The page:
ness, compared to the scrupulous purifications of theæe “Of the Laird's gang!" said I, repeating the words people, who seem to carry into the minor decencies in surprise-"Do you mean the person with whom I of life that conscientious rigour which they affect in slept last night?-I heard you call him the Laird-Is their morals. he at the head of a gang ?!!

The parlour would have been gloomy, for the win"Nay, I meant no precisely a gang," said the dows were small and ceiling low; but the present Quaker, who appeared in his haste to have spoken proprietor had rendered it more cheerful by opening more than he intended-"a company, or party, I one end into a small conservatory, roofed with glass, should have said; but thus it is, friend Latimer, with and divided from the parlour by a partition of the the wisest men, when they permit themselves to be same. I have never before seen this very pleasing perturbed with passion, and speak as in a fever, or as manner of uniting the comforts of an apartment with with the tongue of the foolish and the forward. And the beauties of a garden, and I wonder it is not more although thou hast been hasty to mark my infirmity, practised by the great. Something of the kind is yet I grieve not that thou hast been a witness to it, hinted at in a paper of the Spectator. seeing that the stumbles of the wise may be no less As I walked towards the conservatory to view it a caution to youth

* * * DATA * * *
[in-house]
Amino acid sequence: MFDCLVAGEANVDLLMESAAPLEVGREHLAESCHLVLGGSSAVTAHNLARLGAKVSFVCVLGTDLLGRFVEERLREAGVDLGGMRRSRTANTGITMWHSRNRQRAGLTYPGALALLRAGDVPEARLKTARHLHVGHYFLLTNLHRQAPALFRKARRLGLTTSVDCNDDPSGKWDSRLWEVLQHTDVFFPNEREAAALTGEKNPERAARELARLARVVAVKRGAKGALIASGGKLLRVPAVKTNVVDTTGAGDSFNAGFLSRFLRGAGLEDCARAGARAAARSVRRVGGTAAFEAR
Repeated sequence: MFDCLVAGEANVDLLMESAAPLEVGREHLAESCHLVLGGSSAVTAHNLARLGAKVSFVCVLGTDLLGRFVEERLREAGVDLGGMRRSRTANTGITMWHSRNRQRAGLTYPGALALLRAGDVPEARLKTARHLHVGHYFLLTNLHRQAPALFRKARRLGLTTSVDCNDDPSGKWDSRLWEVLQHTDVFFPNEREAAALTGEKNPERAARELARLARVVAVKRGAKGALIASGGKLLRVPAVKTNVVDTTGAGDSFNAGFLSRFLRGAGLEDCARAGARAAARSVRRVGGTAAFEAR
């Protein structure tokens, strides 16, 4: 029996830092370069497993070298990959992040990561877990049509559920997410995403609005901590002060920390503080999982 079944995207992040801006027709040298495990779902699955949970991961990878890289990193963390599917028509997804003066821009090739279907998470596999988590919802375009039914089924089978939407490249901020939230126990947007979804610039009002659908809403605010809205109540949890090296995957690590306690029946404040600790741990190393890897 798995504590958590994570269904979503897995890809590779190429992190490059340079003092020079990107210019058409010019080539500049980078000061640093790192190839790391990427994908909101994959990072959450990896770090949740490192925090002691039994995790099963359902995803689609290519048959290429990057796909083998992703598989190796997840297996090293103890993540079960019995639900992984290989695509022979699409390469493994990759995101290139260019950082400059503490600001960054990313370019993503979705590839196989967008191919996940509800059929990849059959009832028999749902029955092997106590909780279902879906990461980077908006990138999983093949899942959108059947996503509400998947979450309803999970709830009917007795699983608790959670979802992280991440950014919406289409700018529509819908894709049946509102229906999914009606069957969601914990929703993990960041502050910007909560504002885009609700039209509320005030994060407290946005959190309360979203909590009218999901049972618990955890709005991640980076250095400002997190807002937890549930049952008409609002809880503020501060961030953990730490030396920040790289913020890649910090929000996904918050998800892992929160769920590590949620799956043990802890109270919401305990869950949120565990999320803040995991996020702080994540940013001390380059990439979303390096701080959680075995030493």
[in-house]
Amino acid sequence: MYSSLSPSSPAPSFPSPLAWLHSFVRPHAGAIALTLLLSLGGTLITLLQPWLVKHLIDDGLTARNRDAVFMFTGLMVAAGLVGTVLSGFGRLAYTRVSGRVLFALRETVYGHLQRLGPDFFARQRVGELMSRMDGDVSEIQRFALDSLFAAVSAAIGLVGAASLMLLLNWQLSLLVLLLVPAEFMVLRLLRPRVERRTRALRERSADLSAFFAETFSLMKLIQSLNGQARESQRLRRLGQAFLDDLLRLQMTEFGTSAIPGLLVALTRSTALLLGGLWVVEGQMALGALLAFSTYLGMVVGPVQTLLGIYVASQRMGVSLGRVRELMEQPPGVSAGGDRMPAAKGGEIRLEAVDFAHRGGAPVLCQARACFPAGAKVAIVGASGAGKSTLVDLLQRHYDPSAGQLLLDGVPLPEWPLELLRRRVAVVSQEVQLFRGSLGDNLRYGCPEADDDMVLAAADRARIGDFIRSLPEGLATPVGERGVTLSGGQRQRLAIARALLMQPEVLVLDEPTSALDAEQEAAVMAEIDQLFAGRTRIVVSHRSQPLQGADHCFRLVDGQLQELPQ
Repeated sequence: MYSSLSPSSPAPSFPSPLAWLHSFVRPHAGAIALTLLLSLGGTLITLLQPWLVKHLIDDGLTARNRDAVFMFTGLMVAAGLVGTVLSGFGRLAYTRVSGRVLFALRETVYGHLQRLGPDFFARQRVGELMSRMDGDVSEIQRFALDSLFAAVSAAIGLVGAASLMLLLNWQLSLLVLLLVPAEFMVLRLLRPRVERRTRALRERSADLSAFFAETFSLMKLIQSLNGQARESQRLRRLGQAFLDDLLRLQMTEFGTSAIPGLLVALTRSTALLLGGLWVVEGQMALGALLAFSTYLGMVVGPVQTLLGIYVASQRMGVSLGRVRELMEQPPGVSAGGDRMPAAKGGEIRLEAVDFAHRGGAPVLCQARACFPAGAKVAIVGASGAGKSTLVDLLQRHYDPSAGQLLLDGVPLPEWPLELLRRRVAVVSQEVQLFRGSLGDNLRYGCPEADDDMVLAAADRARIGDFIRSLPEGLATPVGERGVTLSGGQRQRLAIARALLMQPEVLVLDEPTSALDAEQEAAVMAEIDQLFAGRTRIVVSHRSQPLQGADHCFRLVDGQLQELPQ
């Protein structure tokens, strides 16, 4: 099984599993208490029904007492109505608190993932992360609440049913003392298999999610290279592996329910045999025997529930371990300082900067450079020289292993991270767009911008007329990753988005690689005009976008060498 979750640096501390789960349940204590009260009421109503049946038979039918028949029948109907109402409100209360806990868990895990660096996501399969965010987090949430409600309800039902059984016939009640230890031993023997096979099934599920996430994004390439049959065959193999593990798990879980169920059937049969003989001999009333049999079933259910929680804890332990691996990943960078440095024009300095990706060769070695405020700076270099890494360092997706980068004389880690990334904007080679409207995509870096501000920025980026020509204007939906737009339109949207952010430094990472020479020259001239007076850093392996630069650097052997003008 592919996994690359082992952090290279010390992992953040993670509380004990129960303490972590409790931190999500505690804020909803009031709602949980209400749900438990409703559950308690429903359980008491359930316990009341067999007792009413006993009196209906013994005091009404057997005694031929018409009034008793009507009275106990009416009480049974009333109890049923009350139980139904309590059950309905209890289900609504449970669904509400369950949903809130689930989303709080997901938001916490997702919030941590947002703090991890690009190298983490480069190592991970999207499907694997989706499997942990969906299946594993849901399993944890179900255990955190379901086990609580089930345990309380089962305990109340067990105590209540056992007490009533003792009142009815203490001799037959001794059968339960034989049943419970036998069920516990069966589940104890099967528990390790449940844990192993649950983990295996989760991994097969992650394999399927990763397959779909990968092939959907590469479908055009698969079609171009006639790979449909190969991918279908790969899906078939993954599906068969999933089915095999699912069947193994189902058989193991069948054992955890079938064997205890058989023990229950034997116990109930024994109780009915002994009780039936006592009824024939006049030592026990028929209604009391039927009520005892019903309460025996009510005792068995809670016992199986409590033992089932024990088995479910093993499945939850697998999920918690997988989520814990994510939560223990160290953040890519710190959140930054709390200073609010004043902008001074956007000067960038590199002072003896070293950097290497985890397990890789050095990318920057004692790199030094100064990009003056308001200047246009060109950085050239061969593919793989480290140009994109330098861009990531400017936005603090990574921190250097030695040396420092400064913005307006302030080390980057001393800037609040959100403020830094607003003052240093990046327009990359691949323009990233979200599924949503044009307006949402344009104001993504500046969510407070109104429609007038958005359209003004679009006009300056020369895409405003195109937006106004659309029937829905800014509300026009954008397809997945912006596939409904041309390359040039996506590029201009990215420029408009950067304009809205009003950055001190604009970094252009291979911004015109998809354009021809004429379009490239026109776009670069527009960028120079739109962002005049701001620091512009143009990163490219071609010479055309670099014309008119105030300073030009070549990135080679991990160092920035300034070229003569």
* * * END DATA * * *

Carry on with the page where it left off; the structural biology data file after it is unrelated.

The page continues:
and inexperience than is the fall of more closely, the parlour chimney engaged my attenthe foolish.'

tion. It was a pile of massive stone, entirely out of This was a sort of acknowledgment of what I had proportion to the size of the apartment.

On the front already begun to suspect-that my new friend's real had once been an armorial scutcheon; for the hamgoodness of disposition, joined to the acquired quiet- mer, or chisel, which had been employed to deface ism of his religious seci, had been unable entirely to the shield and crest, had left uninjured the scroll be check the effervescence of a temper naturally warm neath, which bore the pious motto, Trust in God." and hasty.

Black-letter, you know, was my early passion, and Upon the present occasion, as if sensible he had the tombstones in the Grayfriars' Churchyard early displayed a greater degree of emotion than became yielded up to my knowledge as a decipherer what his character, Joshua avoided farther allusion to Ben- little they could tell of the forgotten dead. jie and Solomon, and proceeded to solicit my atten- Joshua Geddes paused when he saw my eye fixed tion to the natural objects around us, which increased on this relic of antiquity. "Thou canst